The Rio Olympic Games: A tale of two sporting cities
Updated: 2016-08-26 08:29
By Dominic Lam Man-Kit(HK Edition)
This year's Olympic Games in Rio de Janeiro has, by most accounts, been a roaring success, despite serious pre-game concerns regarding finance, security, transportation and health issues (such as Zika).
In fact, this is an iconic and historic event for many reasons, first and foremost because Brazil is the first South American country to host the Olympic Games, as well as for finally winning an Olympic gold medal for its national sport: soccer!
Individually, on Aug 23 China Daily selected five stars for these games: Usain Bolt, Michael Phelps, Mo Farah, Simone Biles and Neymar. Although Joseph Schooling was not selected, what is truly amazing is that not only did he win the 100-meter butterfly competition, he also defeated his childhood idol, the "unbeatable" Michael Phelps. And in the process he brought Singapore its first ever gold medal!
This incredible feat has generated a revival of the old debate and comparison between two Asian cities with similar backgrounds and economic development: Singapore and Hong Kong.
Between the games in Atlanta 1996 and Rio 2016, Lee Lai-shan won the first gold medal for Hong Kong while Singapore did not win any. Schooling's gold medal is significant in that not only did it put Singapore on the global sports map, it also led to renewed criticisms about the Hong Kong government's lack of commitment and failed promises to promote sports among our youth.
However, I question whether the Schooling phenomenon was a direct result of Singapore government policy and support for sports education. Accordingly, I went to Wikipedia and learned that Schooling studied and trained at the swimming powerhouse, Bolles School in the United States and has been studying at the University of Texas at Austin. Schooling is currently a member of the Texas Longhorns swimming team, one of the top collegiate swimming programs under two-time US Olympic men's head coach Eddie Reese.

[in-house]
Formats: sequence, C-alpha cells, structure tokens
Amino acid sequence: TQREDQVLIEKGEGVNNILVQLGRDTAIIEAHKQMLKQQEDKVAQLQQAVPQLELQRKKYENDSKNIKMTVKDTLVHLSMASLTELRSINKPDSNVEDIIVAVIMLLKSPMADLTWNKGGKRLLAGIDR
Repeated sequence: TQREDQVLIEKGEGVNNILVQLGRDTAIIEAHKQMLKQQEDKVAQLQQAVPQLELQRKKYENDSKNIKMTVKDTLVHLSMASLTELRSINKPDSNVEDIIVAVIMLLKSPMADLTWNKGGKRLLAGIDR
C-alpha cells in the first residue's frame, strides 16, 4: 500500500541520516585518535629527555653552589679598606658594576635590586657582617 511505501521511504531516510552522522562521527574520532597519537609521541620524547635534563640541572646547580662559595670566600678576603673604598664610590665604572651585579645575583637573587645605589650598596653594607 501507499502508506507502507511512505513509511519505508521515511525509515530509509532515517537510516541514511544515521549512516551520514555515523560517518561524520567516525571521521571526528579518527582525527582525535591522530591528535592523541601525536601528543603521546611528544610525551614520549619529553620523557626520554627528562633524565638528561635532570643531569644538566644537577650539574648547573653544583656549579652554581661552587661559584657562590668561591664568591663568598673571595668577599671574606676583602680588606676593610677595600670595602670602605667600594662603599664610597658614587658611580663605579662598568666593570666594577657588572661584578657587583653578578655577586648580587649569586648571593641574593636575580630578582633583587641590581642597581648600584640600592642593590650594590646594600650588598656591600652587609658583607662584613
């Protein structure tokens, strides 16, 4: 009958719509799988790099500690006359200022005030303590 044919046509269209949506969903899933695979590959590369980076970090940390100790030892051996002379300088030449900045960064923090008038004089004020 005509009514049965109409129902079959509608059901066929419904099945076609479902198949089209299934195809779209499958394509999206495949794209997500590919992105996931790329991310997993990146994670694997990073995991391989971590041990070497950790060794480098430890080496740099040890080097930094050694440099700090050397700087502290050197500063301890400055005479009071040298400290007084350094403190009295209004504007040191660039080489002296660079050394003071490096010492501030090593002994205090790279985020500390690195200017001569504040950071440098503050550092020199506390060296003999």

Perhaps more significantly, Schooling is a third-generation Singaporean who came from a family of distinguished athletes: His grand-uncle Lloyd Valberg was Singapore's first Olympian in the 1948 Summer Olympics; his father was a hurdler, water polo and softball player; and his mother represented Perak, Malaysia in tennis.
It therefore seems that like the arts and other disciplines, sports education is best when it is started early and encouraged at home. Parents can be the most important influence in cultivating their children's passion for sports, as well as setting an example in striving for excellence. However, in a city like Hong Kong in which many parents have to work long hours, this is easier said than done. That is why charitable organizations such as Youth Outreach and the Hong Kong Federation of Youth Groups play such an important role in helping the healthy development of many children and young people.
In addition, top professional trainers and the right environment are vital for sporting excellence. However, since these are not normally available in Singapore or Hong Kong, training overseas might be necessary - as Schooling and many other outstanding athletes have demonstrated. In this regard, although the US has been a favorite destination for such training, Hong Kong has a distinct advantage in that the Chinese mainland is a world leader in many sports and can be an excellent location for the training of aspiring Hong Kong athletes.
In any event, it is also best to remember that participating in sports is good for one's health and not everyone has to be a champion to enjoy the experience. After all, even the International Olympic Committee stresses the importance of participation and harmony over simply winning medals.
Finally, on a personal note, I went to the 1984 Olympic Games in Los Angeles as a volunteer and served as a chauffeur for the China Olympic team during its first participation in these games. I was fortunate to drive for the Chinese women's volleyball team. I received a volleyball signed by all its members, including Lang Ping. It is therefore especially gratifying that in addition to winning a gold medal as a player in 1984, Lang won a gold medal, 32 years later, as a coach. Her hard work and inspiration to millions of athletes, not only in China but also worldwide, makes her a heroine of the 2016 Olympic Games.
(HK Edition 08/26/2016 page1)